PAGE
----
Google Off-Page SEO On-Page SEO Organic Traffic SEO

Improve Your Rankings by Gaining Google’s Trust Algorithm

You’ve been there. You designed a beautiful website, filled it with engaging content, and optimized it for SEO but then the moment of truth arrived.

You typed your keyword into Google, sure that your new website would at least make it to page one or even the top spot. But to your disappointment, it was nowhere in sight, not even on page two.

What went wrong?

Why did your site not rank as highly as you expected?

Does Google hate you?

No, it has nothing against you. It just doesn’t trust you, at least not yet…

How Google Works

But why doesn’t Google trust you? To know the reason ‘why’ you must first understand how it works. In the past, keywords were the main ranking factor. So with a high keyword density, your site was sure to rank highly.

Today, however, the algorithms prefer relevance to keywords. A relevant website provides value, gains people’s trust, and attracts more visitors. And in turn, Google rewards it with a high ranking.

Which brings us to the next question: How do you gain Google’s trust? Here are a few ways how.

Proper Indexing

When your website launches, Google’s robots crawl over it, searching for key data. At the top of their search list are keywords, domain age, domain authority, and content quality – all key ranking factors. Shortly after, the bots send the data back to the search engine for indexing and ranking.

Now, what happens when they fail to crawl over your site properly? Two things.

One, insufficient data makes it back to Google, which then considers your site less trustworthy than it really is. For this reason, confirm through Google Analytics or domain.com whether your page is properly indexed. If it isn’t, request to have the bots crawl over it again.

Two, no data at all finds its way to Google. Your site remains unindexed and, therefore, invisible to internet users. In such cases, take another look at your robots.txt file. It tells the bots which pages to crawl and not to crawl. If it’s poorly coded, it stops them from reading your entire site. So read its contents carefully and correct any errors you find.

Proper Website Design

Google trusts well-designed websites for obvious reasons. They’re more engaging and user-friendly. And they all have the following features in common.

For starters, they work on mobile devices, read flash, and contain image captions or alt tags. What’s more, they feature straightforward menus and live links, making them easy to navigate.

If your site fails to meet these requirements, upgrade it. Otherwise, Google will drop its ranking.

High Traffic

Internet users looking to search engines for one thing only – answers. After typing a keyword or question in the search bar, they expect the links in the results page to provide a solution to their problem. So when they click on your link and it provides none, they quickly leave it, never to return.

But if your link answers their queries, they flock to your site in droves. Google then notices the increase in traffic and rightly assumes you provide value to your visitors. And in response, it boosts your trust ranking

Google’s Guidelines

Google frowns upon and even penalizes any site, which violates its guidelines. Is your website guilty of these violations? Let’s find out.

Have you duplicated pages, used spammy links, or written worthless content? And has your site been recently hacked into? If you’ve answered “yes” to any of those questions-fix the violations or Google will continue to distrust you.

Original Content

Have you ever opened a website, only to discover that it’s a carbon copy of the one you’ve just visited? How did that make you feel? Disgusted, most likely.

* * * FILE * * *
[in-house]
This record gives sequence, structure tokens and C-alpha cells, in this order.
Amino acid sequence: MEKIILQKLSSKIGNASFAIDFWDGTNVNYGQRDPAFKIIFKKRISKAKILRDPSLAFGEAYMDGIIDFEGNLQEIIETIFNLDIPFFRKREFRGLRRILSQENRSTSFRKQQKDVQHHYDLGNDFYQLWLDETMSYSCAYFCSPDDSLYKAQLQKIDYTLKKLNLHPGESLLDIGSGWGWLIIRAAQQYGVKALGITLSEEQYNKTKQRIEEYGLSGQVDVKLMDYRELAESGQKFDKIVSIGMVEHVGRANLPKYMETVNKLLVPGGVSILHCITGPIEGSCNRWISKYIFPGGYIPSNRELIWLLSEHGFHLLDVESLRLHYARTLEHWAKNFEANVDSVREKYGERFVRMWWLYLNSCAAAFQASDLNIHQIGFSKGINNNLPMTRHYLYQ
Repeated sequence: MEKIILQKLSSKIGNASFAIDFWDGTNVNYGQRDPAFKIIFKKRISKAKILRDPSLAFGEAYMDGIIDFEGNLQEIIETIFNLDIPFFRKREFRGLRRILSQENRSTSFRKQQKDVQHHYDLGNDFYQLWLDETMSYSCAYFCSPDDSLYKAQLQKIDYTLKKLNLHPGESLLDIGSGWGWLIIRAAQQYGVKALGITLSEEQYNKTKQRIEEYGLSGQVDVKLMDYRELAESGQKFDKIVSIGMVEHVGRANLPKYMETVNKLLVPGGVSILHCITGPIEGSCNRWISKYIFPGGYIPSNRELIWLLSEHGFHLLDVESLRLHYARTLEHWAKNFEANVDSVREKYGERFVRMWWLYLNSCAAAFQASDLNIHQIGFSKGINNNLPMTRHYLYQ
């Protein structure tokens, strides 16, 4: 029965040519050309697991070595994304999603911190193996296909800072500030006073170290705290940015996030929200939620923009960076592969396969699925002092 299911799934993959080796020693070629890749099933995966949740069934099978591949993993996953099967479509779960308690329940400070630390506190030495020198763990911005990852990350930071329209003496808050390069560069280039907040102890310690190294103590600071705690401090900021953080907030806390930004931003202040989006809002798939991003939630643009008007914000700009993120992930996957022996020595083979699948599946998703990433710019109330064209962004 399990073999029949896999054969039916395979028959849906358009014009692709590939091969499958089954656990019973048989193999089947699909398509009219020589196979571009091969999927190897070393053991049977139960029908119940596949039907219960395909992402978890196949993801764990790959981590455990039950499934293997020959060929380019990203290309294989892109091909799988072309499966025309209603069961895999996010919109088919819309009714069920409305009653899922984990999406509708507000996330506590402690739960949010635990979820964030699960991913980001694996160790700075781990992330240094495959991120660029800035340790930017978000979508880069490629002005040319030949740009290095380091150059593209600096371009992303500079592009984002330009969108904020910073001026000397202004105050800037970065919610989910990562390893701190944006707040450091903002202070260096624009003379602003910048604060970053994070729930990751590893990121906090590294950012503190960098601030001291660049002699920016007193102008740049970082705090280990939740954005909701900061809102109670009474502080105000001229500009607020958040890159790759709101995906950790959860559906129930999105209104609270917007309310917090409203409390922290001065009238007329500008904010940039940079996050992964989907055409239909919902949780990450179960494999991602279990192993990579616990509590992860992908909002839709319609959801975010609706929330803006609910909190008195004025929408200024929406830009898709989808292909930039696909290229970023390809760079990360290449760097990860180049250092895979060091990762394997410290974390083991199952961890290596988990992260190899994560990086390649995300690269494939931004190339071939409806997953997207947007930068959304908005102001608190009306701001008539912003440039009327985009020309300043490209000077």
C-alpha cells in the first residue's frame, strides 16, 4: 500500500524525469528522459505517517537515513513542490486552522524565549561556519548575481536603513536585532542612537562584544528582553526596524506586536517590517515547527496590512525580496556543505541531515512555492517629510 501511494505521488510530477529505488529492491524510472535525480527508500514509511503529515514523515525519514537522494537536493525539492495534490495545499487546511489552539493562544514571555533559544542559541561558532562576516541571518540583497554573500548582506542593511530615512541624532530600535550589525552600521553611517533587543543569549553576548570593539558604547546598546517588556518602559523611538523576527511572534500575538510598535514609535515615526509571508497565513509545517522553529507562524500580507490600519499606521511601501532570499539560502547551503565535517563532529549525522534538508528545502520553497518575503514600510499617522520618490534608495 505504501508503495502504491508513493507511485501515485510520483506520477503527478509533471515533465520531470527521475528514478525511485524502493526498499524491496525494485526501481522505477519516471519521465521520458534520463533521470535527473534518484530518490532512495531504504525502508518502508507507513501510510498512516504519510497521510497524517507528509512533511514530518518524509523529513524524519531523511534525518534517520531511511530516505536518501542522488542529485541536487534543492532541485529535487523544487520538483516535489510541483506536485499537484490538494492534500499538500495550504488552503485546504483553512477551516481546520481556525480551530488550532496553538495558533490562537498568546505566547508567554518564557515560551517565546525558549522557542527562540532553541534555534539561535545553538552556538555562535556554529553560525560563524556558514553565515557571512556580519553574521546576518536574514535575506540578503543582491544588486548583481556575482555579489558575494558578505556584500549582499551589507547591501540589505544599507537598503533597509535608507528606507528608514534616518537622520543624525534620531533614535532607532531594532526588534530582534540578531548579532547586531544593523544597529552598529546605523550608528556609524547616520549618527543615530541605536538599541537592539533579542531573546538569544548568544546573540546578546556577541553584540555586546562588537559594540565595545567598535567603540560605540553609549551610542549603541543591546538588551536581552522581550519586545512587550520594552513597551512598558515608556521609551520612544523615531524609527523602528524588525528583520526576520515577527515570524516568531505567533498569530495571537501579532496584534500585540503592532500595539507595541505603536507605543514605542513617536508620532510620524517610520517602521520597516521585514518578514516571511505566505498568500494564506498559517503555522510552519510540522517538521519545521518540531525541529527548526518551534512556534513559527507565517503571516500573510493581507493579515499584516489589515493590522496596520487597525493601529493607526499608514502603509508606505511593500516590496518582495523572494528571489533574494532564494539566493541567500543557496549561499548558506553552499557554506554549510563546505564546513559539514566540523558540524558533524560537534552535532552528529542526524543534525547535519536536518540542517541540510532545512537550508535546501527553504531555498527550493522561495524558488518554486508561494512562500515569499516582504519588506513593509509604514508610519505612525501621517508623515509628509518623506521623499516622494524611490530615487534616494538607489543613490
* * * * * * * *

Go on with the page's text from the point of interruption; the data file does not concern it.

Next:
So why should Google feel any differently? In fact, it hates copied content so much that it has created algorithms not only to detect plagiarism but also to penalize it.

Fresh Content

You created original, useful content years back, and it ranked highly. But since then, its ranking has steadily dropped, yet you’ve not altered the content. What could be the problem?

It’s your doing nothing. Google loves fresh content. But that doesn’t mean you have to write new material every day. A post a week is often enough to maintain high trust rankings. Alternatively, update your current copy regularly.

Keyword Use

Earlier, we saw that Google no longer focuses on keywords as it used to in the past. Should you then ignore them altogether? Absolutely not!

Researched and targeted correctly, keywords drive traffic to your site. After all, they reveal better than anything else what it’s all about. But when using them, focus less on density and more on LSI keywords, which are keywords related to the main keyword.

Anchor Text

It’s common practice to use keywords, both chose and LSI, as anchor text. Unfortunately, keywords sometimes sound unnatural when used in this way. And when they do, Google notices.

Its Penguin algorithm then considers your content spammy and untrustworthy. Even worse, it demotes you from your rankings, the penalty it reserves for all spam.

High-Quality Links

As you’re well aware, links raise your SEO profile. But in your quest to add them to your site, avoid any linking to and from new, low-authority, or banned websites. Google considers such links as questionable and understandably so.

Now, what do you do if you already have them on your site? You have two options. One, remove them and replace them with better ones. Or two, disavow them.

User Experience

Earlier, we saw that Google loves well-designed websites with a focus on user experience. But what exactly is user-experience and how can you apply it to your site? For the answer, think back to your own experience.

Don’t you just love fast-loading sites with easy navigation, few pop-ups, no broken links, and engaging content? So will your site’s visitors.

Engaging Content

To grab your visitor’s attention and keep it, create engaging content. Besides the rules of grammar, also apply the rules of common sense. For instance, write short sentences and paragraphs.

Unlike large blocks of text, they seem less intimidating. Likewise, avoid jargon to make your text readable.

Mobile Compatibility

Rather than use a desktop computer, most internet users now access the web through their mobile devices. Google knows this. So from 2018, it has been prioritizing mobile-friendly websites in its search results and index. To make the most of this change, ensure your site is mobile-compatible.

Social Media Compatibility

As far as Google is concerned, social media is not yet a ranking factor. But make no mistake: The platform directs traffic to your site, which as we saw earlier boosts your rankings. So post regularly on social media and make sure to include social media links in your site.

Conclusion

To rank highly on Google, focus on building trust with both the search engine and your visitors. Fortunately, this is an easy thing to do provided you’re willing to apply yourself.